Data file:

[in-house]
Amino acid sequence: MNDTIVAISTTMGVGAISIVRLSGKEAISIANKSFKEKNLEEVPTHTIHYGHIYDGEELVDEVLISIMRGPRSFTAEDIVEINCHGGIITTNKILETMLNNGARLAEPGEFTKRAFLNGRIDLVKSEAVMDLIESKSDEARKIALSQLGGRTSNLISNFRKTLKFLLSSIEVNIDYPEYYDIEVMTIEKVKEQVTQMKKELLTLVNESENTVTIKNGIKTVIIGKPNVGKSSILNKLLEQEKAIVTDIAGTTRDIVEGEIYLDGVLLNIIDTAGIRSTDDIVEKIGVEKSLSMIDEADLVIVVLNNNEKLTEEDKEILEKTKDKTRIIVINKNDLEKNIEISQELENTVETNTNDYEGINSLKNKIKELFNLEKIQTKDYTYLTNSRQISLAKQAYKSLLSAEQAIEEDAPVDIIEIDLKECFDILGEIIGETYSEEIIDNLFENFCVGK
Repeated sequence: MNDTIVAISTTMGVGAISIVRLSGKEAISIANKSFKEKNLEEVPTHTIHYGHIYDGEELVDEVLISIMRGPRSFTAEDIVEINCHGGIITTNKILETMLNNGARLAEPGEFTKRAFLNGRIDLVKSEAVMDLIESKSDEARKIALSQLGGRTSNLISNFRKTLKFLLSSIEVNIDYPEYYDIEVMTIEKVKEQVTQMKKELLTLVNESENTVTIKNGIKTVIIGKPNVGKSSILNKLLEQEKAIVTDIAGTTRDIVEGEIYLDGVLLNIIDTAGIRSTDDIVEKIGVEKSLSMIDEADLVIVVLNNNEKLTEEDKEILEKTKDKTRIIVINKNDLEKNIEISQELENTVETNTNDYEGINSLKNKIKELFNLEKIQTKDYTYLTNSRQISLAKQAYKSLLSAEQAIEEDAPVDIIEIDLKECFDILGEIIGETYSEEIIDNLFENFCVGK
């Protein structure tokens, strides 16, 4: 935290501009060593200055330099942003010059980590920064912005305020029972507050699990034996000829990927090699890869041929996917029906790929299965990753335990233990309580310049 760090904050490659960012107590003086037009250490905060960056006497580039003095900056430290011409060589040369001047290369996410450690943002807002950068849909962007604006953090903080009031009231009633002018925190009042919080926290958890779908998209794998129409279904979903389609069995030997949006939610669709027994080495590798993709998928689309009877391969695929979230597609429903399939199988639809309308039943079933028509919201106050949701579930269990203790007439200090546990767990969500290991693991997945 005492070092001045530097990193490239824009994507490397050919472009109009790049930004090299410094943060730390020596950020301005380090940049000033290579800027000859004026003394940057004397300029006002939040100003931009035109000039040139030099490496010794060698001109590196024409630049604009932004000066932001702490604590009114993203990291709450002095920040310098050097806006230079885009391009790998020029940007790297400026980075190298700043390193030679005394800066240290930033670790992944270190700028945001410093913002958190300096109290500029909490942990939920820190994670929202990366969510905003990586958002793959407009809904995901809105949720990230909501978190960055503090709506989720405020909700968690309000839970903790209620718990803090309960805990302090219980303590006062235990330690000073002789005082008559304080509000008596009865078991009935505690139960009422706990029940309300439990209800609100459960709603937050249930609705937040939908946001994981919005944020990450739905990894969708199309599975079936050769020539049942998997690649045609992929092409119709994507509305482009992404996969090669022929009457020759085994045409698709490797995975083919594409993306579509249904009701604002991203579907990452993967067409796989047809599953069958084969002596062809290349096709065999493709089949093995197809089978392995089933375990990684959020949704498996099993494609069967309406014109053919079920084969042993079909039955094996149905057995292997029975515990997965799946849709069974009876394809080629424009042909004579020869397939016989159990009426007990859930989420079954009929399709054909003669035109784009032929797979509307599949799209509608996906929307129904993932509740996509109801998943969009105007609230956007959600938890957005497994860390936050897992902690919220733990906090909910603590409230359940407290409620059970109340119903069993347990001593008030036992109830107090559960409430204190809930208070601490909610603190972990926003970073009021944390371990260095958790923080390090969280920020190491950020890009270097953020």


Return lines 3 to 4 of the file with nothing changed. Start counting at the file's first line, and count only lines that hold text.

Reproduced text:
Repeated sequence: MNDTIVAISTTMGVGAISIVRLSGKEAISIANKSFKEKNLEEVPTHTIHYGHIYDGEELVDEVLISIMRGPRSFTAEDIVEINCHGGIITTNKILETMLNNGARLAEPGEFTKRAFLNGRIDLVKSEAVMDLIESKSDEARKIALSQLGGRTSNLISNFRKTLKFLLSSIEVNIDYPEYYDIEVMTIEKVKEQVTQMKKELLTLVNESENTVTIKNGIKTVIIGKPNVGKSSILNKLLEQEKAIVTDIAGTTRDIVEGEIYLDGVLLNIIDTAGIRSTDDIVEKIGVEKSLSMIDEADLVIVVLNNNEKLTEEDKEILEKTKDKTRIIVINKNDLEKNIEISQELENTVETNTNDYEGINSLKNKIKELFNLEKIQTKDYTYLTNSRQISLAKQAYKSLLSAEQAIEEDAPVDIIEIDLKECFDILGEIIGETYSEEIIDNLFENFCVGK
């Protein structure tokens, strides 16, 4: 935290501009060593200055330099942003010059980590920064912005305020029972507050699990034996000829990927090699890869041929996917029906790929299965990753335990233990309580310049 760090904050490659960012107590003086037009250490905060960056006497580039003095900056430290011409060589040369001047290369996410450690943002807002950068849909962007604006953090903080009031009231009633002018925190009042919080926290958890779908998209794998129409279904979903389609069995030997949006939610669709027994080495590798993709998928689309009877391969695929979230597609429903399939199988639809309308039943079933028509919201106050949701579930269990203790007439200090546990767990969500290991693991997945 005492070092001045530097990193490239824009994507490397050919472009109009790049930004090299410094943060730390020596950020301005380090940049000033290579800027000859004026003394940057004397300029006002939040100003931009035109000039040139030099490496010794060698001109590196024409630049604009932004000066932001702490604590009114993203990291709450002095920040310098050097806006230079885009391009790998020029940007790297400026980075190298700043390193030679005394800066240290930033670790992944270190700028945001410093913002958190300096109290500029909490942990939920820190994670929202990366969510905003990586958002793959407009809904995901809105949720990230909501978190960055503090709506989720405020909700968690309000839970903790209620718990803090309960805990302090219980303590006062235990330690000073002789005082008559304080509000008596009865078991009935505690139960009422706990029940309300439990209800609100459960709603937050249930609705937040939908946001994981919005944020990450739905990894969708199309599975079936050769020539049942998997690649045609992929092409119709994507509305482009992404996969090669022929009457020759085994045409698709490797995975083919594409993306579509249904009701604002991203579907990452993967067409796989047809599953069958084969002596062809290349096709065999493709089949093995197809089978392995089933375990990684959020949704498996099993494609069967309406014109053919079920084969042993079909039955094996149905057995292997029975515990997965799946849709069974009876394809080629424009042909004579020869397939016989159990009426007990859930989420079954009929399709054909003669035109784009032929797979509307599949799209509608996906929307129904993932509740996509109801998943969009105007609230956007959600938890957005497994860390936050897992902690919220733990906090909910603590409230359940407290409620059970109340119903069993347990001593008030036992109830107090559960409430204190809930208070601490909610603190972990926003970073009021944390371990260095958790923080390090969280920020190491950020890009270097953020």